Expanding on my earlier remarks, Henry Farrell suggests that firms should be expected to underinvest in training workers, because the workers can leave:
However, it may not work out so great for the employer, who is unlikely to be able to capture all of the rents from this training, as Matt’s own career (from Prospect to Atlantic to Center for American Progress to Slate) demonstrates. The American Prospect did all of Matt’s future employers a considerable service, by helping him address the fundamental gaps in his skill set, but they haven’t received any direct compensation for it. Probably, they don’t care about this that much (my understanding is that the fellowship that Matt was on is designed in the hope and expectation that many of its recipients will go on to do wonderful things elsewhere), but other employers, such as employers of machinists, may not be quite so public spirited. They will perceive the risk that they’ll train someone up, and he’ll promptly defect to another employer, and hence be disinclined to do much training unless they absolutely have to.
Is that really true? The concern here is that the firm is being asked to provide something that's of value to employees and employers alike (skills) but that the employee gets to keep the skills without guarantee that the employer will get to keep the employee. So we should expect underinvestment in training of entry level workers absent some special arrangement like the TAP Writing Fellowship conceit. But it seems to me that to the extent that the training is transferrable the employee is gaining something of real value, and the employer now has the ability to reduce cash compensation accordingly. Employers need to choose between paying a premium for already-trained workers, or paying lower wages to less-trained workers but bearing training costs. But either approach is perfectly viable. You could imagine a dynamic in which some firms specialize in the training-centric approach and others specialize in the poaching-centric approach. Alternatively (and here my story links back up with his) the firms could offload the training function: "German employers in e.g. the mechanical engineering cluster in Baden-Wuerttemberg train machinists, but they do so through collective schemes, which spread the costs and the benefits among most of the relevant potential employers."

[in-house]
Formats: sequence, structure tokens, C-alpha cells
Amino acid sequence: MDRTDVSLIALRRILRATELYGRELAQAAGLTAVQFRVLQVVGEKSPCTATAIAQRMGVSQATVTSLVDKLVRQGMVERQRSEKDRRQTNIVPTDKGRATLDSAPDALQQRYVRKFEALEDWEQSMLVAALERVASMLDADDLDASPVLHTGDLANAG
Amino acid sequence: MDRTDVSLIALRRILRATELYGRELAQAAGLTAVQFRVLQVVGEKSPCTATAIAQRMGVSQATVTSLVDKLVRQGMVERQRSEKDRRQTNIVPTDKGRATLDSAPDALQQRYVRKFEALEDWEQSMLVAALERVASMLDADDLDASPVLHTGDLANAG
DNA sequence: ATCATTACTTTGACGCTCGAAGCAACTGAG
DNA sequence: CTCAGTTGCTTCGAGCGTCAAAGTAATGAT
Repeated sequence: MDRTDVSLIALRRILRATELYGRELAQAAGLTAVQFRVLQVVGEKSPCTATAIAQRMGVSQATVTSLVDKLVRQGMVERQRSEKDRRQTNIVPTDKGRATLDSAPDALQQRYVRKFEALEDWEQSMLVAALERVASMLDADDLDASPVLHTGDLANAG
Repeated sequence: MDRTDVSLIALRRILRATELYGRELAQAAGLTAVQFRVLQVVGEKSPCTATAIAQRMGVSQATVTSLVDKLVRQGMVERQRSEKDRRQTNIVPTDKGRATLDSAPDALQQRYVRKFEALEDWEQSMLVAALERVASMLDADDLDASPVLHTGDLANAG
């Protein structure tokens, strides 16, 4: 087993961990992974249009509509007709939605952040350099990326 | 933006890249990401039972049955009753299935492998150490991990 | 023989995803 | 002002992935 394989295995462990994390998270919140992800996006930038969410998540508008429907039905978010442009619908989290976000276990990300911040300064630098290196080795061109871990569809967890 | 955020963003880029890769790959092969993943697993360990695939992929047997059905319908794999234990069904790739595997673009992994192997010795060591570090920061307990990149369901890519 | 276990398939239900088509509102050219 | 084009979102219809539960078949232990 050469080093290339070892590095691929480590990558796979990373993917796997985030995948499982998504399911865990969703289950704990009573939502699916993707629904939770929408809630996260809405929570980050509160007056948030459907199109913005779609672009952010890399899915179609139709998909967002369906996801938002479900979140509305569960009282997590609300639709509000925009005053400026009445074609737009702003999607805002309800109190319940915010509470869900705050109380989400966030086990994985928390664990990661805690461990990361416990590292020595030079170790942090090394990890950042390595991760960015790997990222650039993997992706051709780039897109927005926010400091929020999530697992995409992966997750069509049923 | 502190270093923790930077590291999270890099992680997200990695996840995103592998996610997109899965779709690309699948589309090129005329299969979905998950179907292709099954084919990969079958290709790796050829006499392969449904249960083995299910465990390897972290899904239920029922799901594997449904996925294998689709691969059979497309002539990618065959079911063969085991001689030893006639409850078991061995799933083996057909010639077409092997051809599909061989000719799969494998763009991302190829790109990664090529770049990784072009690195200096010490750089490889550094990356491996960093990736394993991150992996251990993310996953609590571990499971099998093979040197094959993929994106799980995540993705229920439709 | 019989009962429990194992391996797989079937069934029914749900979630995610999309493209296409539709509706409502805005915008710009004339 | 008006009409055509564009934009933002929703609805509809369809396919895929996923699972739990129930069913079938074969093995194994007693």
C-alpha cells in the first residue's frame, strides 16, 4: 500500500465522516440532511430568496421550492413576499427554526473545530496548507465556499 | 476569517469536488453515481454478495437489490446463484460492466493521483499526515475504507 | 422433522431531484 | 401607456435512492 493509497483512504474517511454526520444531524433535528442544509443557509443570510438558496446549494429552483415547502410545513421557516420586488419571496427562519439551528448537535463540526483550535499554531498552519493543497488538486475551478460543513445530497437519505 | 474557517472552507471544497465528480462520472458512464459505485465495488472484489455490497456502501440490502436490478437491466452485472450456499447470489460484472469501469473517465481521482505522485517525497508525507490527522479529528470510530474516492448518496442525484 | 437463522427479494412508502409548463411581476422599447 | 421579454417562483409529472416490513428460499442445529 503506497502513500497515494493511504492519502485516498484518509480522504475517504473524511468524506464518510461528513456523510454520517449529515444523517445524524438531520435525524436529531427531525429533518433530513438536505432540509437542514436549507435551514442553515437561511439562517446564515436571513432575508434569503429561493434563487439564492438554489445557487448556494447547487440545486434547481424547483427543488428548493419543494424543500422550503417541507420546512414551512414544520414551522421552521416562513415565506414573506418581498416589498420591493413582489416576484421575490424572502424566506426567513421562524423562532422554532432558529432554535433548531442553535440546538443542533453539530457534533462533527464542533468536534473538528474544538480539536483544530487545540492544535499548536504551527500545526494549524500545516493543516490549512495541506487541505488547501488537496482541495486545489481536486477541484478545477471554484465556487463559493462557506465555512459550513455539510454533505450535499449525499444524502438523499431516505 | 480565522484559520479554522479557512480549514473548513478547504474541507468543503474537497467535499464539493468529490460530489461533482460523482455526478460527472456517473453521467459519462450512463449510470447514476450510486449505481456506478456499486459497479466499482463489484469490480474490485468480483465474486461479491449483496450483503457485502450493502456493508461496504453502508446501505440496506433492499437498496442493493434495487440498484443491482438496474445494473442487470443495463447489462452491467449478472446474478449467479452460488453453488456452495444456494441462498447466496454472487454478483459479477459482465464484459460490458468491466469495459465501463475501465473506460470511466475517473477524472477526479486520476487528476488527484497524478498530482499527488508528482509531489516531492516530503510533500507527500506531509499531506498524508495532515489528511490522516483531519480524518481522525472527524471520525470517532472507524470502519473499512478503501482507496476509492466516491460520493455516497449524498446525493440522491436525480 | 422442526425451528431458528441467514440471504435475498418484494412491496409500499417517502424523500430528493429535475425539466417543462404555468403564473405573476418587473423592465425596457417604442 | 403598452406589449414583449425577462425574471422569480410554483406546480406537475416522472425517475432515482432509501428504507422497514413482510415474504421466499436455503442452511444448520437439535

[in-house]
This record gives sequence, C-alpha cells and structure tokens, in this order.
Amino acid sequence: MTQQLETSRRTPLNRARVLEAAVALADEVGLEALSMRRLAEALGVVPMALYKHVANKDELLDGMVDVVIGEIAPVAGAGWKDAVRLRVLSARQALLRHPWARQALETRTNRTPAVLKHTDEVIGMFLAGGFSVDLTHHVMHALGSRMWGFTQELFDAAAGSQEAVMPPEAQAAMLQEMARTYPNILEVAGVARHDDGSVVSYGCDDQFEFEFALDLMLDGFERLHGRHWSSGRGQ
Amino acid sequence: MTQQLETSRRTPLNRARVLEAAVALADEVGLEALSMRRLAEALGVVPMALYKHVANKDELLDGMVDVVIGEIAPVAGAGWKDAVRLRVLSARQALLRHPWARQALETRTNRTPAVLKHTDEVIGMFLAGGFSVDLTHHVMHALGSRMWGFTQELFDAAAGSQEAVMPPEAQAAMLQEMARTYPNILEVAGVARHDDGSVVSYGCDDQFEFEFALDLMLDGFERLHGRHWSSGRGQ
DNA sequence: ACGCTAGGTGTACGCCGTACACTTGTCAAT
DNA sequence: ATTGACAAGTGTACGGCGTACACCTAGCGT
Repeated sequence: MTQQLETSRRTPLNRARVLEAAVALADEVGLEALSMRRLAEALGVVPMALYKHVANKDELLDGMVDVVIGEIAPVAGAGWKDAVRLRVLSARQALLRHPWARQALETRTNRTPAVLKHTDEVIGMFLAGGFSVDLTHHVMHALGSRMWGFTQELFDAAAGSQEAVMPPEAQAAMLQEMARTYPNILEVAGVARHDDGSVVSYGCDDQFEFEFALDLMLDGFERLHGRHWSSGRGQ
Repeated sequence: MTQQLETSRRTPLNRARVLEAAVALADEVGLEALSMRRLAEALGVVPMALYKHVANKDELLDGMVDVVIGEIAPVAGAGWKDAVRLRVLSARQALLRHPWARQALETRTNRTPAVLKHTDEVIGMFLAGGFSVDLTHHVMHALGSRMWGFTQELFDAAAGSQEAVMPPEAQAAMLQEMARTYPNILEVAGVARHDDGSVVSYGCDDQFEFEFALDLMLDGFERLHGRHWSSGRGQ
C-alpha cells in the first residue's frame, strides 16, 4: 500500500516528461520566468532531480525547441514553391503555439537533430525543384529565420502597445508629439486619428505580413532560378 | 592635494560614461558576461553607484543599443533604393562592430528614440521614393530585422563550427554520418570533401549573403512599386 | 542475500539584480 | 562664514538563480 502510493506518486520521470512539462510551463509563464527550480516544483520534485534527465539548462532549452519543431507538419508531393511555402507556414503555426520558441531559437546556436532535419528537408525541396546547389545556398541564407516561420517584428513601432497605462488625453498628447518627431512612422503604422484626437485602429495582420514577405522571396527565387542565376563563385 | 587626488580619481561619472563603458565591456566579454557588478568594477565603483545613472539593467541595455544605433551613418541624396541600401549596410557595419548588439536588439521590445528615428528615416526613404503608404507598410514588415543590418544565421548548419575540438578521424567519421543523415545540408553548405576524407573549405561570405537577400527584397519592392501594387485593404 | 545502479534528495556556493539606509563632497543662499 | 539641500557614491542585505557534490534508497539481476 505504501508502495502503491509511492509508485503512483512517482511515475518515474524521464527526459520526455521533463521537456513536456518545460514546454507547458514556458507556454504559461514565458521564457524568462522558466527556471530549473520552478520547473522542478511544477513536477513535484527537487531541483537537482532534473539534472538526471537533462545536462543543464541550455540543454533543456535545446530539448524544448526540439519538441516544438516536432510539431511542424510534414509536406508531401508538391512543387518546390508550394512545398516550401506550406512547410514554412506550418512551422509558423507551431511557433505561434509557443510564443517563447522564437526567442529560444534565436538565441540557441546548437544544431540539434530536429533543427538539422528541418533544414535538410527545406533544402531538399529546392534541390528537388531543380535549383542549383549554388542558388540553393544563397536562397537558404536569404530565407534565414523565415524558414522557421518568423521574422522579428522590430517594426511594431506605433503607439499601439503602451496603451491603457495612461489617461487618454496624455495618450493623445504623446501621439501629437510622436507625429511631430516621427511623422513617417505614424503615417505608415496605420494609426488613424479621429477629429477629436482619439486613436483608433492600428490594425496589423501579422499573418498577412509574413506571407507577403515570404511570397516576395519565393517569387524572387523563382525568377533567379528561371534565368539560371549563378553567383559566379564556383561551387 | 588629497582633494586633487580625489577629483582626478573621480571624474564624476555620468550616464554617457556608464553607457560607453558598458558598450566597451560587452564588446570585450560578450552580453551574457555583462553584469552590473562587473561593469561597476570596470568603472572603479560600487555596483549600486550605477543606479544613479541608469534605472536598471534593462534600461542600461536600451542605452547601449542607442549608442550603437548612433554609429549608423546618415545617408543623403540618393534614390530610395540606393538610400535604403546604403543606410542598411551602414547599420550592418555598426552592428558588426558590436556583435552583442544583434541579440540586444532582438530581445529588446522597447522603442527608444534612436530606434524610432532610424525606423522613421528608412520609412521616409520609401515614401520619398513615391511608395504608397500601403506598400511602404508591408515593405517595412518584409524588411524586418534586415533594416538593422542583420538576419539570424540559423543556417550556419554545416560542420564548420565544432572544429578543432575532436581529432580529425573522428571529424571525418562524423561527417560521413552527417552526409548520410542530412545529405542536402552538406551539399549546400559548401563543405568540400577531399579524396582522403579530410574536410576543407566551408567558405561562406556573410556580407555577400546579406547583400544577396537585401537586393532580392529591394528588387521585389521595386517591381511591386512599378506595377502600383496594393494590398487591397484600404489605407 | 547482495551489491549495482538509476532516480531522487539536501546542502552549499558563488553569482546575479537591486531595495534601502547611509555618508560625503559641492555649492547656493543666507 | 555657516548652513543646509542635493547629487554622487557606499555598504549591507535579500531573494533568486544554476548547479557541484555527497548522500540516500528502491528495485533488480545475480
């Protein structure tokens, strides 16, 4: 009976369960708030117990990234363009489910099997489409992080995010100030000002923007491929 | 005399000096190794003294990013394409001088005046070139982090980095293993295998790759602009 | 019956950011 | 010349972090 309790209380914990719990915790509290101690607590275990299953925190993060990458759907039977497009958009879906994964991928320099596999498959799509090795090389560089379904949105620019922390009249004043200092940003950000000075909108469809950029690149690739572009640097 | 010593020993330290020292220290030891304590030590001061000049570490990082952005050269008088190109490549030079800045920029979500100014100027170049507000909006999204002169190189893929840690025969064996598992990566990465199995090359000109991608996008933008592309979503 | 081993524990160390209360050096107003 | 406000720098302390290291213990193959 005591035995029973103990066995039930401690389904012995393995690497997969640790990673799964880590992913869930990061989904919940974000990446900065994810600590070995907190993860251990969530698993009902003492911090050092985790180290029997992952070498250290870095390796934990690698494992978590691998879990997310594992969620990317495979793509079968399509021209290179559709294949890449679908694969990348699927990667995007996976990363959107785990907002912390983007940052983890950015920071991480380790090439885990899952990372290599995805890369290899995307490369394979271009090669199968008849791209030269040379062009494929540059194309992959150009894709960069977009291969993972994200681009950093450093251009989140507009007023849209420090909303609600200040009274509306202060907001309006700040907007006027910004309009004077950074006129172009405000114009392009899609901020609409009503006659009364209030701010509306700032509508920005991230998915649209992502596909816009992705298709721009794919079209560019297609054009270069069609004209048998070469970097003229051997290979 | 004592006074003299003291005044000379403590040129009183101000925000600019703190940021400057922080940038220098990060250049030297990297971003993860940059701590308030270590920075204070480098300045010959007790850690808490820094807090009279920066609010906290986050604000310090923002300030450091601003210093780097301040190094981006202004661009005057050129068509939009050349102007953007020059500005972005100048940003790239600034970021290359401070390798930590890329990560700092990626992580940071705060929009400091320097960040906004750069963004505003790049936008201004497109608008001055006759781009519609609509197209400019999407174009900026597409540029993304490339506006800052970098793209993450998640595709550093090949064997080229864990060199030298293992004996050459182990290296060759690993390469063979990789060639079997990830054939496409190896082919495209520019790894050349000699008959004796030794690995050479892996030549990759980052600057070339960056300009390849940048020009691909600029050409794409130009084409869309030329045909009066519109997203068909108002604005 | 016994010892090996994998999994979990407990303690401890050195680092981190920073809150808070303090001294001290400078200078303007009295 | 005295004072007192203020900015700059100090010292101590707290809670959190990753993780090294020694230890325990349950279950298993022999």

Interestingly, either way you end up with the value of clusters. The cluser is crucial to making the collective approach organizationally feasible but it's also crucial to making the specialization approach work. Here in DC, some publications are known as good places for young people to get a start and they're willing to work for sub-par wages to do so, while other publications are more focused on recruiting mid-career people. It all works because of the existence of a deep labor market and an industry cluster.